(Warning! No actual samurai appear in this book, unless you count the film samurai from the movie Seven Samurai, who do.)
As my old friend Eric wrote, this book is a “Stone cold masterpiece”. I whole-heartedly agree. Seriously, this book is really great. I can’t say enough great things about it. It’s funny and moving and clever and is probably one of the most insightful novels written about fathers and sons and mothers and sons and children and parents generally. It’s got a lot on education and human potential and it makes it seem like learning languages is not so hard. (I found learning languages extremely difficult, but maybe I just didn’t think of it the right way.) Also, it made me want to watch Seven Samurai again.
A book that’s very much worth reading. You won’t regret it.
This book is much shorter than I expected, but then it is a couple of lectures that have been turned into essays. The essays are quite smart and highlighted some things I’d certainly never considered.
The first essay begins by focusing on a scene I’d never given much thought to: in the Odyssey, Odysseus’ house is filled with suitors who want to marry Penelope, the assumed widow. A bard starts playing a sad song about all the men who went away to Troy and died. Penelope is overwrought with sorrow and asks the bard to sing a different tune. Telemachus rebukes her and tells her, basically, go do a bunch of womanly things, public speech is men’s work and I’m in charge here! Beard then goes on to draw parallels between that scene and other pieces from art, history, and literature from then to the present day.
The second essay is more about the ways that women are permitted (or not) to engage in the political sphere. She makes a compelling case that, even though we may not consider it, art and literature from the Ancient Greek and Roman worlds cast a long shadow that influences us still today. (For example, the imagery of Medusa as it’s been used through time.)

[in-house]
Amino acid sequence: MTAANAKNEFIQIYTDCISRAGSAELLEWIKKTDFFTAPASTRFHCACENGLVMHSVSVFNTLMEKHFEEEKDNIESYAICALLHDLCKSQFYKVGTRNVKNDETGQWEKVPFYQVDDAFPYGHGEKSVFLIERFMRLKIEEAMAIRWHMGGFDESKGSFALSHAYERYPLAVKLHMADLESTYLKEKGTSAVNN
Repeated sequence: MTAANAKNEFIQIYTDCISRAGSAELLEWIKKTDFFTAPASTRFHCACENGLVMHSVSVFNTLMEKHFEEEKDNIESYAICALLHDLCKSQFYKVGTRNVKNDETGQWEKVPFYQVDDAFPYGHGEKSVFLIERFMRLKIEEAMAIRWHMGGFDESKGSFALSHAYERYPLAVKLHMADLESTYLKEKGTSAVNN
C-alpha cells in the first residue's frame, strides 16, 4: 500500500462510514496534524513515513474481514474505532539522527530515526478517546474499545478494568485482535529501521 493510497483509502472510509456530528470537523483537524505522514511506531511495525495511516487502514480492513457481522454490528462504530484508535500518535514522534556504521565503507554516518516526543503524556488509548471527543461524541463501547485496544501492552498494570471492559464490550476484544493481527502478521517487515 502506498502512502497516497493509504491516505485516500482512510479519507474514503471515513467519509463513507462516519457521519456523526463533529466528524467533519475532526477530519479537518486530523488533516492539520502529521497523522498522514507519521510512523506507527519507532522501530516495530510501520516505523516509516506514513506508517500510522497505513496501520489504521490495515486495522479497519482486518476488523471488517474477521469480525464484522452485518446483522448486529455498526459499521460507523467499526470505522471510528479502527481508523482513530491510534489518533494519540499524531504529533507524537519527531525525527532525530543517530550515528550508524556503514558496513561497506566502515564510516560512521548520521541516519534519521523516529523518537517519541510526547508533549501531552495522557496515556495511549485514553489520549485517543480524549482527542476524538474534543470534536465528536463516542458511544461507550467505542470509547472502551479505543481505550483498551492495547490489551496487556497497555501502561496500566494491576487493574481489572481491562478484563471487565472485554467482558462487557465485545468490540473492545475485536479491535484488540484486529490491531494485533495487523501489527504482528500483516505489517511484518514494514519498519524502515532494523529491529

The only quibble I’d have with the book is that it’s not a manifesto. Beard has no call to action, no ideas for what to do. That being said, I think she’s doing a valuable service raising these parallels between the culture of antiquity and that of the present. Check it out! It’s a quick read.
I finished this book last week, but I’m still not quite sure what to say about it. It’s so beautifully written. The internal lives of its characters are almost too rich to fathom. When reading, it was impossible not to feel Baldwin’s constant presence. In a similar way, the novel is haunted by Rufus, a black musician who falls into such despair that he jumps off a bridge early in the story. (It was only later that I read an interview with James Baldwin and he mentioned a friend of his who killed himself by jumping off a bridge.) It’s a book that captures a very specific time and place (New York city in the 1960s) but that feels infinite in its scope–infinite in the microscopic sense, there’s always deeper and smaller to go. I can’t think of another book that captures how fraught with danger (emotionally, physically, spiritually) sex can be between human beings. Or even just a seemingly casual conversation. The kind of book that sort of makes me want to go shut myself away from other people and just read books forever. Also, there’s a party scene in this book with publishing elites that made me infinitely glad that I’ve always lived on the West coast. It’s an amazing book, but I think I got a bit more out of Go Tell it on the Mountain and The Fire Next Time.
Did you ever wonder what was all the fuss about people like Leibniz, Locke, Spinoza, but couldn’t get past the mountains of pages? Never fear! This comic book provides an entertaining summary and historical context for some of the most influential thinkers of the 17th century. Seriously, they should probably give this book to college freshmen. The art’s a lot of fun too.